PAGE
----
Mental health resources should get more attention – The Observer
Throughout the past week, Case Western Reserve University’s Office of Postgraduate Planning and Experiential Education has sent out four different emails detailing internships and jobs available to students, promoting many on-campus lectures and announcing experiential learning opportunities. This office, along with others on campus, including the Office of Support for Undergraduate Research and Creative Efforts (SOURCE) and the Baker-Nord Center for the Humanities, constantly sends emails revealing opportunities to students. . These resources are incredibly valuable to those who seek them.
However, for some, this constant stream of emails is a source of stress and anxiety. This can make students feel that their academic pursuits are not enough to meet today’s standards of being a student. School work is a lot in itself; many students take more than 15 credits each semester, depending on their major, just to meet graduation requirements.
This emphasis on consistent internships, jobs, and experiences while in college is certainly important; experiential learning is sometimes more valuable than classroom time, especially when considering the expectations of future employers. However, when there are not enough mental health resources and provisions available to students, a problem arises.
Mental health should be the number one concern for students, with everything else, including pursuing a summer internship, coming second. Mental health requires constant attention, because good mental health does not come out of nowhere. Universities must foster an environment that encourages proper self-care – only then will students be able to excel.
How is this possible, however, if the current resources on our campus are not well equipped to handle the overabundance of students who need help? With the lack of mental health resources available, some students are forced to forego mental health counseling altogether, ultimately leading to them being trapped in the wrong mental space. Often slots aren’t available on MyHealthConnect, the student health portal, to sign up for a meeting with a counselor, even though the university boasts that students are entitled to 12 free counseling sessions.
These advisors are also overloaded, especially at times like these when everything seems to be coalescing at once. Whether it’s the stress of registering for classes, the inundation of exams and projects, the pressure to find a job or an internship for the summer, the anxiety of knowing that the finals are coming or just simple fatigue from a rigorous semester, we are all overwhelmed to some degree.
CWRU needs to invest more in mental health resources to support student success. The CWRU promotes the mental health resources available to students and even highlights them in the first-year experience modules that we must all complete, but there is no guarantee that they will be available. Extensions to our counseling services have been promised over the years, particularly to justify tuition fee increases, but so far not much seems to have materialized. Of course, the CWRU should hire more counselors, but there are many other ways to help students and put their mental health first. The administration can schedule mental health days, organize more mentally beneficial activities, or perhaps provide things like therapy groups and accessible brochures on stress reduction techniques to students. There is no doubt that this administration could do to prioritize the welfare of its students.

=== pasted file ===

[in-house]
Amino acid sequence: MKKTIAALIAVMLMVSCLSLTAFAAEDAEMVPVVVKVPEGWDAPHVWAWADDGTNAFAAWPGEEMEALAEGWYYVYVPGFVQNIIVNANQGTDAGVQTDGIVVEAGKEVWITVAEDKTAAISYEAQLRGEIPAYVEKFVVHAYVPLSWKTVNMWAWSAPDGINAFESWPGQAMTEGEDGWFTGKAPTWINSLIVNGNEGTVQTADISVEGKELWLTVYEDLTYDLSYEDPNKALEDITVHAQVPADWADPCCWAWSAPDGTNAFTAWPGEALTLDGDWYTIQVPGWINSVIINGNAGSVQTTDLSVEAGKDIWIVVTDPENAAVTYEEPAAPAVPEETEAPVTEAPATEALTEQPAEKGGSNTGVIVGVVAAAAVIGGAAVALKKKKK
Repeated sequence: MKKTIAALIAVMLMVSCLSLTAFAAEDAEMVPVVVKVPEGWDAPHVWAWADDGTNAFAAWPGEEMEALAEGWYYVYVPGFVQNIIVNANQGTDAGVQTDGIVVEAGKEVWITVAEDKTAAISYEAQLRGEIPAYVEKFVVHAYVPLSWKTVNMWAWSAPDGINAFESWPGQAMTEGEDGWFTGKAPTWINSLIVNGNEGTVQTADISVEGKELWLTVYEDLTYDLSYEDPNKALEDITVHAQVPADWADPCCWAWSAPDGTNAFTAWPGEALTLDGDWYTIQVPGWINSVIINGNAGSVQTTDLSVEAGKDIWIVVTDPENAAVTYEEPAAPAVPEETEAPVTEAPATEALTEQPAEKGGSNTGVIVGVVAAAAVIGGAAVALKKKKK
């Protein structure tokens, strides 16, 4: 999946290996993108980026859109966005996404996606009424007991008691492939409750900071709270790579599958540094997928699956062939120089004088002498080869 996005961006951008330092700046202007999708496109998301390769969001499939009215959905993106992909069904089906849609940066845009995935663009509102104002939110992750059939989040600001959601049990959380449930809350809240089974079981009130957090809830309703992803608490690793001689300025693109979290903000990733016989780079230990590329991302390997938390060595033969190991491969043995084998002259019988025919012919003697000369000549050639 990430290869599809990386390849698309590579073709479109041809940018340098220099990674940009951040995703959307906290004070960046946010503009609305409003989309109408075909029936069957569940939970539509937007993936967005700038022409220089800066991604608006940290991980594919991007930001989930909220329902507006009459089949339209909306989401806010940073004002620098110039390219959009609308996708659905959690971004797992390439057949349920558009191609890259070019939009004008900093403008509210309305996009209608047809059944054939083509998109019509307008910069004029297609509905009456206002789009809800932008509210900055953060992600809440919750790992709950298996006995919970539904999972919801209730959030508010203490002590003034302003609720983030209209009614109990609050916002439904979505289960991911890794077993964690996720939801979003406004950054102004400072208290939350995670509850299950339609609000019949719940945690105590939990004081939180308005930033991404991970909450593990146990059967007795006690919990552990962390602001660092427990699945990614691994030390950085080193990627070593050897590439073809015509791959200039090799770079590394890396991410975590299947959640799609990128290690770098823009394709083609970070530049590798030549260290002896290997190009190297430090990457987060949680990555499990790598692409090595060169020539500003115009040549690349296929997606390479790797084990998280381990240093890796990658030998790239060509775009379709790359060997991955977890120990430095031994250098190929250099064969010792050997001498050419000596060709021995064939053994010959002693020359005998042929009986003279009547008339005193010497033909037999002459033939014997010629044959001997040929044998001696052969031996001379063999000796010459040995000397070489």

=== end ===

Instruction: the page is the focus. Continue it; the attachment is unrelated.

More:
Additionally, many professors need to become more aware of the mental health climate of the student body – this can mean dropping assignments and lowering expectations when struggles are clearly visible. After all, it’s no surprise that students struggle to consider the state of the world, with COVID-19 rife, climate change accelerating, democracy crumbling and war raging. prepared. That’s not even mentioning the emotional toll that being online 24/7 has taken on all of us. Even a simple guarantee of understanding and flexibility when students ask for help would be better than the current situation. Too often professors tell students to just “deal with it,” citing that it is not fair to other students if they provide accommodations to certain people.
The amount of stress and pressure students face as new adults is already absurd, and it only increases over the years as expectations rise. And with their lack of respect for sanity and their sole focus on success, the CWRU adds tremendously to that stress. It makes sense that CWRU as an institution would want to promote its ability to provide jobs and opportunities for its students, but success has many dimensions. The university certainly has the ability to help us and put our well-being first, and the days of continual broken promises are long gone. The CWRU must act.